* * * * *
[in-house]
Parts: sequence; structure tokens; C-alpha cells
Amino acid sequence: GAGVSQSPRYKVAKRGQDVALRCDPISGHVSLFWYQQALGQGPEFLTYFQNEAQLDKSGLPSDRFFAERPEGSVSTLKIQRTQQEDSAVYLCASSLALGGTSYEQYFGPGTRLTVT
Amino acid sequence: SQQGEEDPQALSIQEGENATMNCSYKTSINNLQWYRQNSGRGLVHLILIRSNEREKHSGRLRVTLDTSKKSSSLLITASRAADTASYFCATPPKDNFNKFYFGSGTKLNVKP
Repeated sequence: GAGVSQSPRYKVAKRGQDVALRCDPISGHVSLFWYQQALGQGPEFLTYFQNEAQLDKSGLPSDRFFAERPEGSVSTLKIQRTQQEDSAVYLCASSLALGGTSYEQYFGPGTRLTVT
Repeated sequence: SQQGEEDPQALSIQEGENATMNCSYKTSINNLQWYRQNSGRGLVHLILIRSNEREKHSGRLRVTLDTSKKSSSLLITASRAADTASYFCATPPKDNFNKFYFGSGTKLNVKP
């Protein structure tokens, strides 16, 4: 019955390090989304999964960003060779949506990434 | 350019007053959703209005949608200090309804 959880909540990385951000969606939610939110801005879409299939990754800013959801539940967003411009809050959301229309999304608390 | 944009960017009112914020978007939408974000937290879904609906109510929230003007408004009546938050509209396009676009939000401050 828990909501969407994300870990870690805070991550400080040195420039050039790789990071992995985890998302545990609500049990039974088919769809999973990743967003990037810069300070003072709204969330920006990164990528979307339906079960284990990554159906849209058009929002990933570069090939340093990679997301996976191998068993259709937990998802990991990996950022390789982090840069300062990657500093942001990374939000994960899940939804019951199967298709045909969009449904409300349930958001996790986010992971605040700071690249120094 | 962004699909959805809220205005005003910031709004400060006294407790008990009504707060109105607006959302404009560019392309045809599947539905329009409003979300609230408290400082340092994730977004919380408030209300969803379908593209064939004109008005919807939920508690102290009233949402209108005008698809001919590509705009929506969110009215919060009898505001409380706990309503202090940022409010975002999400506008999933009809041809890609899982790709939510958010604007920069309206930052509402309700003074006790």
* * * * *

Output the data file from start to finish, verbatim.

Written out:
[in-house]
Parts: sequence; structure tokens; C-alpha cells
Amino acid sequence: GAGVSQSPRYKVAKRGQDVALRCDPISGHVSLFWYQQALGQGPEFLTYFQNEAQLDKSGLPSDRFFAERPEGSVSTLKIQRTQQEDSAVYLCASSLALGGTSYEQYFGPGTRLTVT
Amino acid sequence: SQQGEEDPQALSIQEGENATMNCSYKTSINNLQWYRQNSGRGLVHLILIRSNEREKHSGRLRVTLDTSKKSSSLLITASRAADTASYFCATPPKDNFNKFYFGSGTKLNVKP
Repeated sequence: GAGVSQSPRYKVAKRGQDVALRCDPISGHVSLFWYQQALGQGPEFLTYFQNEAQLDKSGLPSDRFFAERPEGSVSTLKIQRTQQEDSAVYLCASSLALGGTSYEQYFGPGTRLTVT
Repeated sequence: SQQGEEDPQALSIQEGENATMNCSYKTSINNLQWYRQNSGRGLVHLILIRSNEREKHSGRLRVTLDTSKKSSSLLITASRAADTASYFCATPPKDNFNKFYFGSGTKLNVKP
């Protein structure tokens, strides 16, 4: 019955390090989304999964960003060779949506990434 | 350019007053959703209005949608200090309804 959880909540990385951000969606939610939110801005879409299939990754800013959801539940967003411009809050959301229309999304608390 | 944009960017009112914020978007939408974000937290879904609906109510929230003007408004009546938050509209396009676009939000401050 828990909501969407994300870990870690805070991550400080040195420039050039790789990071992995985890998302545990609500049990039974088919769809999973990743967003990037810069300070003072709204969330920006990164990528979307339906079960284990990554159906849209058009929002990933570069090939340093990679997301996976191998068993259709937990998802990991990996950022390789982090840069300062990657500093942001990374939000994960899940939804019951199967298709045909969009449904409300349930958001996790986010992971605040700071690249120094 | 962004699909959805809220205005005003910031709004400060006294407790008990009504707060109105607006959302404009560019392309045809599947539905329009409003979300609230408290400082340092994730977004919380408030209300969803379908593209064939004109008005919807939920508690102290009233949402209108005008698809001919590509705009929506969110009215919060009898505001409380706990309503202090940022409010975002999400506008999933009809041809890609899982790709939510958010604007920069309206930052509402309700003074006790």